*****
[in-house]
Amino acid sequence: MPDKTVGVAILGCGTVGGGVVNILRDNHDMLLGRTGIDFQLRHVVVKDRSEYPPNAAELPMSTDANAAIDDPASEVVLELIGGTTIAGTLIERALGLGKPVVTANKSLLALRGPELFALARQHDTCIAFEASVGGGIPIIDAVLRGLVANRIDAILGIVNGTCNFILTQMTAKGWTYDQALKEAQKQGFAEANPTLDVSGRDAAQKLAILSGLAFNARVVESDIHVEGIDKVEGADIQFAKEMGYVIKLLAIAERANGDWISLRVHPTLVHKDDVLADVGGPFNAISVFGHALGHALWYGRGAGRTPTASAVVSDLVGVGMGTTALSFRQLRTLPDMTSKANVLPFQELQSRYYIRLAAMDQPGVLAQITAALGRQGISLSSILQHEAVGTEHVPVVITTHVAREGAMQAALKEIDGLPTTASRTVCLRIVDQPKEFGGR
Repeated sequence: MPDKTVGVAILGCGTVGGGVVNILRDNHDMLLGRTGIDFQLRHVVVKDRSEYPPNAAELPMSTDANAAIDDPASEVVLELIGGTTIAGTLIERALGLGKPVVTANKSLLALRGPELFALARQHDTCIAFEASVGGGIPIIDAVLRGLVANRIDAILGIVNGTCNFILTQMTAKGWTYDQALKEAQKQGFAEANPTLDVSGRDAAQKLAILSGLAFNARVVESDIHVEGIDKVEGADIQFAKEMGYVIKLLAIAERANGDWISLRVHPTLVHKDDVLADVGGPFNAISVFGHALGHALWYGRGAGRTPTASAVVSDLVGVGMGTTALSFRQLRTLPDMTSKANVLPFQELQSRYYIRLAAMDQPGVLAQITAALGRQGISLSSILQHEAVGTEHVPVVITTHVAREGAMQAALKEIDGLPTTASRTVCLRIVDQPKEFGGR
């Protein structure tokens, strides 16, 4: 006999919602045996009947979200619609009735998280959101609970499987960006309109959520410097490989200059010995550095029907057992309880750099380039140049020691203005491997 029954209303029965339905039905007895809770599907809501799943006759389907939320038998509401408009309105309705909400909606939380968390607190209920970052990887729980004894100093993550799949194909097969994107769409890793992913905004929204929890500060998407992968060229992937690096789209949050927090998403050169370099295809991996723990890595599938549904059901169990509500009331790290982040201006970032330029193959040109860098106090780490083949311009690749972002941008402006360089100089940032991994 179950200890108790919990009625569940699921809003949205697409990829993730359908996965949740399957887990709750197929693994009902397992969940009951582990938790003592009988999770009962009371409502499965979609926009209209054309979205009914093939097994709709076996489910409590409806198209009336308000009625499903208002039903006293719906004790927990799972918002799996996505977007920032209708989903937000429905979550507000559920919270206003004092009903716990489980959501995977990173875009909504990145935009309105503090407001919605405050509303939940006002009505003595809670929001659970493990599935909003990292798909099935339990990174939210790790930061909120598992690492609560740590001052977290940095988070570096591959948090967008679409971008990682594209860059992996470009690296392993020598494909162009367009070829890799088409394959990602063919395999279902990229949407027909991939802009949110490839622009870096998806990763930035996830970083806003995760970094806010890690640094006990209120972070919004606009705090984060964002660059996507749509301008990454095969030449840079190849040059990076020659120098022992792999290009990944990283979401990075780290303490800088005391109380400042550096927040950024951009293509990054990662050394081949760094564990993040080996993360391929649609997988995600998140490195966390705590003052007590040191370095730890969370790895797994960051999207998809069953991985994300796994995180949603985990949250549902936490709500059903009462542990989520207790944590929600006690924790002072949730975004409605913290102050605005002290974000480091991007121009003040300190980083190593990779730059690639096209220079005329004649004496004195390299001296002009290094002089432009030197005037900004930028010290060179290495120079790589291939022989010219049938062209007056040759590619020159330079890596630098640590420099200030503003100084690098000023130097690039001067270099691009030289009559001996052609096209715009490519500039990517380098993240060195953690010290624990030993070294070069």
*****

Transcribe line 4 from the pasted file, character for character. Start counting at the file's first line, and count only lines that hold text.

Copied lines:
């Protein structure tokens, strides 16, 4: 006999919602045996009947979200619609009735998280959101609970499987960006309109959520410097490989200059010995550095029907057992309880750099380039140049020691203005491997 029954209303029965339905039905007895809770599907809501799943006759389907939320038998509401408009309105309705909400909606939380968390607190209920970052990887729980004894100093993550799949194909097969994107769409890793992913905004929204929890500060998407992968060229992937690096789209949050927090998403050169370099295809991996723990890595599938549904059901169990509500009331790290982040201006970032330029193959040109860098106090780490083949311009690749972002941008402006360089100089940032991994 179950200890108790919990009625569940699921809003949205697409990829993730359908996965949740399957887990709750197929693994009902397992969940009951582990938790003592009988999770009962009371409502499965979609926009209209054309979205009914093939097994709709076996489910409590409806198209009336308000009625499903208002039903006293719906004790927990799972918002799996996505977007920032209708989903937000429905979550507000559920919270206003004092009903716990489980959501995977990173875009909504990145935009309105503090407001919605405050509303939940006002009505003595809670929001659970493990599935909003990292798909099935339990990174939210790790930061909120598992690492609560740590001052977290940095988070570096591959948090967008679409971008990682594209860059992996470009690296392993020598494909162009367009070829890799088409394959990602063919395999279902990229949407027909991939802009949110490839622009870096998806990763930035996830970083806003995760970094806010890690640094006990209120972070919004606009705090984060964002660059996507749509301008990454095969030449840079190849040059990076020659120098022992792999290009990944990283979401990075780290303490800088005391109380400042550096927040950024951009293509990054990662050394081949760094564990993040080996993360391929649609997988995600998140490195966390705590003052007590040191370095730890969370790895797994960051999207998809069953991985994300796994995180949603985990949250549902936490709500059903009462542990989520207790944590929600006690924790002072949730975004409605913290102050605005002290974000480091991007121009003040300190980083190593990779730059690639096209220079005329004649004496004195390299001296002009290094002089432009030197005037900004930028010290060179290495120079790589291939022989010219049938062209007056040759590619020159330079890596630098640590420099200030503003100084690098000023130097690039001067270099691009030289009559001996052609096209715009490519500039990517380098993240060195953690010290624990030993070294070069």